The inimitable Paris bistro is a step back in time

Waiters Jean Baptiste Magnique (center) and Didier Hubert talk with customers of the cafe “Au petit Fer a Cheval” (The small horseshoe), in the historical Marais district of Paris on Thursday. Stepping into the over a century-old Le Petit Fer a Cheval bistro café-restaurant, named after it’s horseshoe-shaped bar, is like traveling back in time. -- AP photo

PARIS — Stepping into the Petit Fer a Cheval bistro is like traveling back in time.

The classic Paris watering-hole’s old phone wouldn’t have looked out of place in the hands of Edith Piaf. The signage could have been the backdrop for a Maurice Chevalier movie. History seems to seep out of the walls. It even has an old tap, like today’s beer taps, that used to serve absinthe, which was one of painter Vincent Van Gogh’s tipples.

Over a century old, the cafe-restaurant in the historic Marais district of Paris has a horseshoe-shaped bar, hence its name: The Little Horseshoe.

Behind it, barman Didier Hubert bustles, serving drinks and company to the bar’s loyal clientele. He says the job is a bit like being a social worker “in this brutal town.”

“At school, we were told that you don’t travel much in this job. But listening to our clients’ stories is like taking a trip,” he says.

Chef Philippe looks through the window of the kitchen of the cafe “Au petit Fer a Cheval” in Paris on Thursday. -- AP photo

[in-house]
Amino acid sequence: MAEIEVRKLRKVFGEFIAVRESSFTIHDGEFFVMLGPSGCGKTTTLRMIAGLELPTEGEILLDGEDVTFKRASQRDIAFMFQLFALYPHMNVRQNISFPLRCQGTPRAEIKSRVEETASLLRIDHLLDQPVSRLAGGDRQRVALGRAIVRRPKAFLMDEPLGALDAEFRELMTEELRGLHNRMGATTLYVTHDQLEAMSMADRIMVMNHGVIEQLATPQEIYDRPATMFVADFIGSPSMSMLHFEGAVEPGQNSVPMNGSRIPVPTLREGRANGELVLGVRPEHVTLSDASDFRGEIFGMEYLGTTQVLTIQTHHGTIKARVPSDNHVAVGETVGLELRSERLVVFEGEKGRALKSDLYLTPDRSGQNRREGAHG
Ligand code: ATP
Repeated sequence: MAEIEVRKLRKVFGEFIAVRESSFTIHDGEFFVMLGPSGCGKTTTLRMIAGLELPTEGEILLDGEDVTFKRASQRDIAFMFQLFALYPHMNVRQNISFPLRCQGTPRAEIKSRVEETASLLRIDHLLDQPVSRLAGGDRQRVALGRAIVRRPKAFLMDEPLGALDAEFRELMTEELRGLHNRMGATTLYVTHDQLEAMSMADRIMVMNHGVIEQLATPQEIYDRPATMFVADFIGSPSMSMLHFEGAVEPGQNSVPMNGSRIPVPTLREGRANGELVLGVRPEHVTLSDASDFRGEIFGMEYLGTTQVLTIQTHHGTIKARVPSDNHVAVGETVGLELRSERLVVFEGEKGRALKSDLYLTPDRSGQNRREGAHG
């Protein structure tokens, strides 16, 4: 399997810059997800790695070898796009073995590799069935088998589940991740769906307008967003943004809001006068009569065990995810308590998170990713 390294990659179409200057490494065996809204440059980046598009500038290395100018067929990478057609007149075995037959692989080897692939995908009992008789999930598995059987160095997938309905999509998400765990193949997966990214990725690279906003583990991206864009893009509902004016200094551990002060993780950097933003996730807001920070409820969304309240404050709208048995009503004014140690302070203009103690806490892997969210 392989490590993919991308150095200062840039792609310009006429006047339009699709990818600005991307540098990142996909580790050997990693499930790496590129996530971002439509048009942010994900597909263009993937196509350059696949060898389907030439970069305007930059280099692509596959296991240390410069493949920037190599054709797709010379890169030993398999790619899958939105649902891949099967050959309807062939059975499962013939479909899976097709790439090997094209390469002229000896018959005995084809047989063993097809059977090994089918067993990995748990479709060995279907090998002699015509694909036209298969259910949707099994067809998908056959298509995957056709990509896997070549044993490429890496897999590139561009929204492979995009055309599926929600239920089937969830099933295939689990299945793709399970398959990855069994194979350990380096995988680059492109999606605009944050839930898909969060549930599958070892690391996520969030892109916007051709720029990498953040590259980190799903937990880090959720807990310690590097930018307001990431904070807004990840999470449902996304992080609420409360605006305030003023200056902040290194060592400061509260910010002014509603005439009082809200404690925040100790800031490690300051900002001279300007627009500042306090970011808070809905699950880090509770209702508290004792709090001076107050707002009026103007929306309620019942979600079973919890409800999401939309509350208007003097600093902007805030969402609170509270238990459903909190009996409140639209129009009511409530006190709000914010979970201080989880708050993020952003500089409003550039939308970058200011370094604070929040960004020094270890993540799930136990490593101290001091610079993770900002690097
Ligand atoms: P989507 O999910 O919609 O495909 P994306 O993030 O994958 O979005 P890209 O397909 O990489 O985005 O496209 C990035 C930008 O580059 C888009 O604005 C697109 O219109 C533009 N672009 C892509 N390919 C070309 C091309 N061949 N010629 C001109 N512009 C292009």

Clients come from near and far.

The most famous regular is Tim Roth. Hubert says the “Reservoir Dogs” actor drops in about three times a year with his family and once had director Quentin Tarantino and “Escape from New York” star Kurt Russell in tow.

The bistro’s old-school charm and authenticity increasingly make it an anachronism in the Marais district changed by gentrification, an influx of chain stores and mass tourism.

“We get a lot of Korean visitors. They always order the same thing, either veal filet mignon or confit duck,” Hubert says.

Some clients become friends.

When gunmen sprayed Paris nightspots with bullets in terror attacks on Nov. 13, 2015, that killed 130 people, a Portland couple emailed Hubert to ask if he was safe.

An Italian couple who hit it off with Hubert later sent him a Christmas parcel to the cafe. It contained a letter, a photo of the couple and a vinyl record by Italian singer Rita Pavone. Hubert had told the couple that he’d listened to her as a kid.

The man later came back, but this time accompanied by a different woman.

They sat outside, not inside at the bar as the man used to with his previous partner.


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